Peterborough St. Apartments

Peterborough St. Apartments


Redevelopment on Peterborough Street in the Fenway Park District of Boston consisted of construction of a 5-story apartment building immediately adjacent to existing 3- to 4-story residences.

Geotechnical Conditions:

Subsurface conditions at the site were typical for urban construction with up to 9 feet of loose to medium dense “urban” sand fill underlain by soft peat and organic clay/silt to 28 feet.  The fill and organics were underlain by very soft to medium stiff clay extending to a depth of 175 feet where bedrock was encountered.

Project Challenges:

Install a foundation system capable of transferring the high building loads through the deep, soft soils with minimal vibrations in the dense, residential neighborhood.

Design and Construction Solution:

Common options for foundation support in the urban environment included steel H-piles, caissons and drilled mini-piles. Steel H-piles driven through the fill / soft soils to rock to generate 100 ton capacities were initially considered by the design team to support the loads approaching 600 kips. High vibrations coupled with the challenges of transporting long pile sections and the added cost/time for pile splicing led the design team towards a more practical solution for the urban site. Ductile Iron Piles were selected as a more cost-effective and faster alternative to the H-piles and traditional drilled micropiles, which can be very time consuming. The Ductile Iron Pile system provided a 2:1 replacement of the H-piles with a working capacity of 50 tons.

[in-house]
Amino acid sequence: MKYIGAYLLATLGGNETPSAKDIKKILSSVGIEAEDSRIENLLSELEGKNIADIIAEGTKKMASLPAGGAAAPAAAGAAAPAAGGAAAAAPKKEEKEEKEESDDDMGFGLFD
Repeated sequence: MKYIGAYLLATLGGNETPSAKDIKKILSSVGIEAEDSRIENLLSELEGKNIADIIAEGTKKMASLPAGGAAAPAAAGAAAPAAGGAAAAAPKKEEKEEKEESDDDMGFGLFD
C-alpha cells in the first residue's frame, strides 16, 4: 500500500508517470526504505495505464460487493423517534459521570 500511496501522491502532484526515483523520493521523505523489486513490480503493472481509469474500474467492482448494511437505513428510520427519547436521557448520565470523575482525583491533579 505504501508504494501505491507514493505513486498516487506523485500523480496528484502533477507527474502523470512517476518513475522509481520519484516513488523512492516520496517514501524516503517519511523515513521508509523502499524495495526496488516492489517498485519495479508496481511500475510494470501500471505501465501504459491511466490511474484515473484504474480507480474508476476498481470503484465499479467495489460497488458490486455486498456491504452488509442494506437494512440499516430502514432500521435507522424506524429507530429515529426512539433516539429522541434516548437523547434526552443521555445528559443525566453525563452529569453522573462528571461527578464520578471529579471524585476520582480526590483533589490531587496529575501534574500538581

The design of the Ductile Iron Pile system was performed by Helical and featured a Series 118/7.5 (118 mm diameter with 7.5 mm wall thickness) to develop the 50 ton working capacity. A pre-production test pile was installed by Helical to terminate on rock at a depth of 175 feet. The test pile was loaded using a gravity reaction load test setup because of the costs associated with deep rock anchors for tension resistance. Load testing of the end-bearing Ductile Iron Piles showed a deflection of 1.25 inches at the design load (100%) of 50 tons. The load test was performed to 200% of the design load (100 tons). The response was nearly perfectly elastic with a deflection at the maximum test load approaching 3 inches. The deflection of the 175-ft long test pile met expectations for compression of a long micropile. The results met the project teams expectations while also delivering foundation economy.

ductile iron piles used at Peterborough St. Apartments

With the specialized Plug-and-Drive connection that eliminated the need for splicing or welding of the joints, installation of the DIPs was accomplished rapidly at the site despite winter working conditions. Production pile installation was performed at rates of 1,000 feet per day or more.  A total of 87 piles were installed in just over 2 weeks.  Vibration monitoring performed during installation recorded peak particle velocities of only 0.3 inches/second on the ground 2 feet away from installations.  The vibrations were reduced to 0.15 inches/second a distance of 4 feet away.  Measurements on the existing building foundations were less than 0.15 inches/second while installations were within 2 feet from the building.

Ductile Iron Pile Advantages:

  • Rapid installation
  • Minimal vibration levels
  • Verifiable performance with load testing
  • High capacity